United States District Court, D. Massachusetts
MEMORANDUM AND ORDER ON DEFENDANTS' MOTIONS TO
DENNIS SAYLOR IV UNITED STATES DISTRICT JUDGE
a case alleging online sexual harassment. Plaintiff
Faïza Harbi alleges, in substance, that she was sexually
harassed by defendant Walter Lewin, a university professor
who was teaching an online course in which she was enrolled.
The complaint alleges a claim under Title IX, 20 U.S.C.
§ 1681, against Lewin's then-employer, Massachusetts
Institute of Technology (“MIT”), as well as eight
other claims under state law against Lewin and MIT.
defendants have filed motions to dismiss. For the following
reasons, the motions will be granted in part and denied in
facts are set forth as alleged in the complaint.
Faïza Harbi is a resident of Montpellier, France. (Am.
Compl. ¶1). At the relevant time, she was 31 years old.
(Id. Ex. 2 at 7).
Massachusetts Institute of Technology is a major research and
teaching university located in Cambridge, Massachusetts.
(Id. ¶ 2). Defendant Walter Lewin, who was 77
years old at the relevant time, was retired and a professor
emeritus at MIT. (See Id. ¶ 3).
2012, MIT and Harvard University entered into a partnership
to provide open access to courses online-commonly referred to
as massive open online courses, or
“MOOCs”-through an entity called
“edX.” (Id. ¶ 7). edX students who
successfully completed MIT courses and demonstrated knowledge
of course material were eligible to obtain
“certificates of mastery” for a fee.
(Id. ¶ 8).
the courses offered through edX was an MIT introductory
physics course taught by Lewin. The course was entitled
“For the Love of Physics” and assigned the number
8.01x. (Id. ¶ 7). The 8.01x course was similar
to an on-campus course taught by Lewin. (Id.).
Students enrolled in 8.01x viewed video lectures by Lewin,
problem-solving sessions, and in-class demonstrations.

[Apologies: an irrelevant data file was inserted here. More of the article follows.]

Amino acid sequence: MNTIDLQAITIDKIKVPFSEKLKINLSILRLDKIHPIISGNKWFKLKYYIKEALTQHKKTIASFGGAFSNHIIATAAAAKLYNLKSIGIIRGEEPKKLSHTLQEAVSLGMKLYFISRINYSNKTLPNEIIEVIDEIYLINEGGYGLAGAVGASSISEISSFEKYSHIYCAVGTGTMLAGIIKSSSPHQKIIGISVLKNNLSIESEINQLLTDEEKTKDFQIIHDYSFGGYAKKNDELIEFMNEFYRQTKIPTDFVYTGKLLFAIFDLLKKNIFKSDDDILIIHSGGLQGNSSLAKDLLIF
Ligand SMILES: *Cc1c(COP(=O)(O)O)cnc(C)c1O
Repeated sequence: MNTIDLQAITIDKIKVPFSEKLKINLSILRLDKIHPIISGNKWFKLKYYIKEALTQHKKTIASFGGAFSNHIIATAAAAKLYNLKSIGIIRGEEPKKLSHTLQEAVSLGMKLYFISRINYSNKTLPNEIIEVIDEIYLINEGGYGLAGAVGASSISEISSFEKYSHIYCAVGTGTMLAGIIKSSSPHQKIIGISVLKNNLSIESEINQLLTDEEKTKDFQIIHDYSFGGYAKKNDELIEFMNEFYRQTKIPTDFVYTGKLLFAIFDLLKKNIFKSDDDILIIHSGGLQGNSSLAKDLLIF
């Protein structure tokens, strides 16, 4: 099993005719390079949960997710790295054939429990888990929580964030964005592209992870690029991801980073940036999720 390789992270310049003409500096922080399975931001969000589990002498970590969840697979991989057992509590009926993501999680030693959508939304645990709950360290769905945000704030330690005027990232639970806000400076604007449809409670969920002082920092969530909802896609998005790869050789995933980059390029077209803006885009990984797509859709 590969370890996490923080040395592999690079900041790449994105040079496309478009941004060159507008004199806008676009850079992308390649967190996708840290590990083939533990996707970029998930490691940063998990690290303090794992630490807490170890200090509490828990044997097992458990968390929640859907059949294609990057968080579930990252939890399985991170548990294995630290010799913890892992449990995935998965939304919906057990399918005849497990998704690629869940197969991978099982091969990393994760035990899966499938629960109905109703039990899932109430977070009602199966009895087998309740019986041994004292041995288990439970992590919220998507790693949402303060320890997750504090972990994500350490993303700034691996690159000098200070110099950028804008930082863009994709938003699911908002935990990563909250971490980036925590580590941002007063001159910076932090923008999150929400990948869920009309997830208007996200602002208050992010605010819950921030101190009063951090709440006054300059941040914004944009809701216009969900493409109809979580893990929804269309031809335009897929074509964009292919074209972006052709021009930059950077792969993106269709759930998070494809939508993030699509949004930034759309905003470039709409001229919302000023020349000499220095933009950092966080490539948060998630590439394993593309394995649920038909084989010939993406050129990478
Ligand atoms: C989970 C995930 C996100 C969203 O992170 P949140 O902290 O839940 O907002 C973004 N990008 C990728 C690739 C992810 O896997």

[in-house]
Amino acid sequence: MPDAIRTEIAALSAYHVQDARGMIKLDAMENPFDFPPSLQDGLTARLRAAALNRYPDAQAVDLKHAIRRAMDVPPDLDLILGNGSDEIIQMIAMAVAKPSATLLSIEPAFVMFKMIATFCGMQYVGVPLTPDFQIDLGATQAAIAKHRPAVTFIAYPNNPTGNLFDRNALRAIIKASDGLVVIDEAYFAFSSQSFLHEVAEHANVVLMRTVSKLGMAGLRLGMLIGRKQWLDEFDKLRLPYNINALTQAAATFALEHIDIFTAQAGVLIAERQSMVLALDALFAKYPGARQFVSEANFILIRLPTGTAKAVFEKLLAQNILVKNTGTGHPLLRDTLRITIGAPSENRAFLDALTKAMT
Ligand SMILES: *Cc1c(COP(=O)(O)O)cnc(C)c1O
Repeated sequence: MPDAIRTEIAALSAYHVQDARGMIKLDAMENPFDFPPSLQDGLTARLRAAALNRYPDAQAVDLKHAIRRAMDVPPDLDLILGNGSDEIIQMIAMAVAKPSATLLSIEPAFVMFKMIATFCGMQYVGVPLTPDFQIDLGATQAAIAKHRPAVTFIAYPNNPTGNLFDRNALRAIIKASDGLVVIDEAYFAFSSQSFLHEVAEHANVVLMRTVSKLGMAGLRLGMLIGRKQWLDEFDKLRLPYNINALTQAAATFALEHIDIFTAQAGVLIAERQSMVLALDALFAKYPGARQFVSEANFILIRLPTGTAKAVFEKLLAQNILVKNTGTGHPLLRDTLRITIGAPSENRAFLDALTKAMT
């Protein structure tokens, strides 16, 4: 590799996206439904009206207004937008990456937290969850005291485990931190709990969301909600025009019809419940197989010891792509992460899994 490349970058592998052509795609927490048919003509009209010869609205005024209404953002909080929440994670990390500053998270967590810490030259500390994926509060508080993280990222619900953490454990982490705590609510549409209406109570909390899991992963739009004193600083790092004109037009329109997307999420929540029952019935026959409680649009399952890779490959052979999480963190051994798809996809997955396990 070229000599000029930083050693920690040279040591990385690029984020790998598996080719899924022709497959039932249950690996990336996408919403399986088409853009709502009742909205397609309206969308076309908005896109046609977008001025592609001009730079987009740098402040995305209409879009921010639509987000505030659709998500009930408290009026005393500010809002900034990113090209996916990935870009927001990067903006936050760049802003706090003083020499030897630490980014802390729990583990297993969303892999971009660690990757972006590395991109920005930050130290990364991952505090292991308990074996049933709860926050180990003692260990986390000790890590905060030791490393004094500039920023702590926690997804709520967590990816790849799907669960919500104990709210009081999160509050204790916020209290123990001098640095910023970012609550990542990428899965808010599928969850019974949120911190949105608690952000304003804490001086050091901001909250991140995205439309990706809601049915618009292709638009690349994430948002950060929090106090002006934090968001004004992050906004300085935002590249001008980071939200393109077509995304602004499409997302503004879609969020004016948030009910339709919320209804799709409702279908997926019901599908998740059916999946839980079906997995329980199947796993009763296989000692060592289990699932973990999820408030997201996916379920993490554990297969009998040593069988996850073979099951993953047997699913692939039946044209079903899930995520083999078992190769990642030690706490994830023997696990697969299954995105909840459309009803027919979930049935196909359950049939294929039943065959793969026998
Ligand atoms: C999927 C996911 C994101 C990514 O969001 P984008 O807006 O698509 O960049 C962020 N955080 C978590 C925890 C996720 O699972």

(Id. Ex. 2 at 4). Students were also able to
participate in interactive questions written by Lewin to help
them check their understanding of the lectures.
the summer of 2013, Harbi registered for the 8.01x course for
the term running from September 9, 2013, to January 15, 2014.
(Id. ¶ 8). Approximately 40, 000 people
registered for the 8.01x course, and 6, 000 actively took the
course. (Id. Ex. 2 at 5).
her enrollment, Harbi created a Facebook group dedicated to
the 8.01x course and became the administrator of that online
group. (Id. ¶ 14). It appears that MIT had
nothing to do with the creation of the Facebook group.
November 24, 2013, Lewin initiated a request through Facebook
to join the group. (Id. ¶ 15). Harbi received
Lewin's request, but initially believed it to be a prank.
(Id.). She responded by asking for confirmation of
Lewin's identity. (Id.). He then sent an e-mail
to her edX address confirming his identity and sharing a
snapshot of her course progress, to which only the course
professor would have access. (Id.).
November 2013, Lewin and Harbi began an electronic
correspondence that lasted for a period of several months.
They communicated over e-mail, through their Facebook pages,
and eventually by video calls on Skype. (Id.
¶¶ 18-19). Lewin and Harbi never met one another in
person; at all times, Lewin was in the United States and
Harbi was in France.
in about December 2013, many of the communications between
Lewin and Harbi became explicitly sexual in nature. Among
other things, the complaint alleges that Lewin told Harbi
that he was sexually attracted to her, he sent her nude
photographs, and repeatedly masturbated on camera in front of
her. (Id. ¶¶ 21, 24). During their
communications, Harbi disclosed that she had been raped as a
young child and that she had low self-esteem as a result.
(Id. ¶¶ 23, 43). Lewin responded that he
would try to help her restore her self-confidence.
(Id.) He also told her that he planned to get her
“back on the road sexually by teaching her to
masturbate.” (Id. ¶ 46).
complaint alleges that Lewin suggested that Harbi's
successful completion of the course was conditioned on their